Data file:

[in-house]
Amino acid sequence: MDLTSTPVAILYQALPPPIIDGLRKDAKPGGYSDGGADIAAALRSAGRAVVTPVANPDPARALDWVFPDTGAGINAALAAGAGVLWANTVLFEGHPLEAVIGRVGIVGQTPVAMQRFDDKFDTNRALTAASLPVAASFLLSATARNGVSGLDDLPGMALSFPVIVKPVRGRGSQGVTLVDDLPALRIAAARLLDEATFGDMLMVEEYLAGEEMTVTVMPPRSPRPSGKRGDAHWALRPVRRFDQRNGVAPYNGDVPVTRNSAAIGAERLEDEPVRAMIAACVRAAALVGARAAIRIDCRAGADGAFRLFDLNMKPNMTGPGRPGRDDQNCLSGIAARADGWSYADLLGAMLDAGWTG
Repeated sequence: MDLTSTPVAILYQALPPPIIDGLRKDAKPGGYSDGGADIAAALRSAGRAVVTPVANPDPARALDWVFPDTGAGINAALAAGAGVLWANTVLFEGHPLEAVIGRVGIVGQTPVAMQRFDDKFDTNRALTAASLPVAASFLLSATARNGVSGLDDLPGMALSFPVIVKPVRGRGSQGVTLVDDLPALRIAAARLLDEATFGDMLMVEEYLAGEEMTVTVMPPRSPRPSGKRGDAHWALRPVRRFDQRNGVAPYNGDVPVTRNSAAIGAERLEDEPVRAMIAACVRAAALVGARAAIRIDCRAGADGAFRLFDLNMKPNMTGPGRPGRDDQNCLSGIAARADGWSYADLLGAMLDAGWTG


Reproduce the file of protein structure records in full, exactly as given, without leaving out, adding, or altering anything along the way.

[in-house]
Amino acid sequence: MDLTSTPVAILYQALPPPIIDGLRKDAKPGGYSDGGADIAAALRSAGRAVVTPVANPDPARALDWVFPDTGAGINAALAAGAGVLWANTVLFEGHPLEAVIGRVGIVGQTPVAMQRFDDKFDTNRALTAASLPVAASFLLSATARNGVSGLDDLPGMALSFPVIVKPVRGRGSQGVTLVDDLPALRIAAARLLDEATFGDMLMVEEYLAGEEMTVTVMPPRSPRPSGKRGDAHWALRPVRRFDQRNGVAPYNGDVPVTRNSAAIGAERLEDEPVRAMIAACVRAAALVGARAAIRIDCRAGADGAFRLFDLNMKPNMTGPGRPGRDDQNCLSGIAARADGWSYADLLGAMLDAGWTG
Repeated sequence: MDLTSTPVAILYQALPPPIIDGLRKDAKPGGYSDGGADIAAALRSAGRAVVTPVANPDPARALDWVFPDTGAGINAALAAGAGVLWANTVLFEGHPLEAVIGRVGIVGQTPVAMQRFDDKFDTNRALTAASLPVAASFLLSATARNGVSGLDDLPGMALSFPVIVKPVRGRGSQGVTLVDDLPALRIAAARLLDEATFGDMLMVEEYLAGEEMTVTVMPPRSPRPSGKRGDAHWALRPVRRFDQRNGVAPYNGDVPVTRNSAAIGAERLEDEPVRAMIAACVRAAALVGARAAIRIDCRAGADGAFRLFDLNMKPNMTGPGRPGRDDQNCLSGIAARADGWSYADLLGAMLDAGWTG